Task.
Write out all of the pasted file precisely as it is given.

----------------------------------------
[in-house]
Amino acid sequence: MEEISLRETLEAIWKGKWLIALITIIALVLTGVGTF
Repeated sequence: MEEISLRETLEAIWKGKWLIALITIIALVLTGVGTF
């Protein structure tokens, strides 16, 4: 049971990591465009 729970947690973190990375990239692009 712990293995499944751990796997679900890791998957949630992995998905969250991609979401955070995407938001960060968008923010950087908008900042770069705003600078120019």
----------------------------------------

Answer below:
[in-house]
Amino acid sequence: MEEISLRETLEAIWKGKWLIALITIIALVLTGVGTF
Repeated sequence: MEEISLRETLEAIWKGKWLIALITIIALVLTGVGTF
């Protein structure tokens, strides 16, 4: 049971990591465009 729970947690973190990375990239692009 712990293995499944751990796997679900890791998957949630992995998905969250991609979401955070995407938001960060968008923010950087908008900042770069705003600078120019």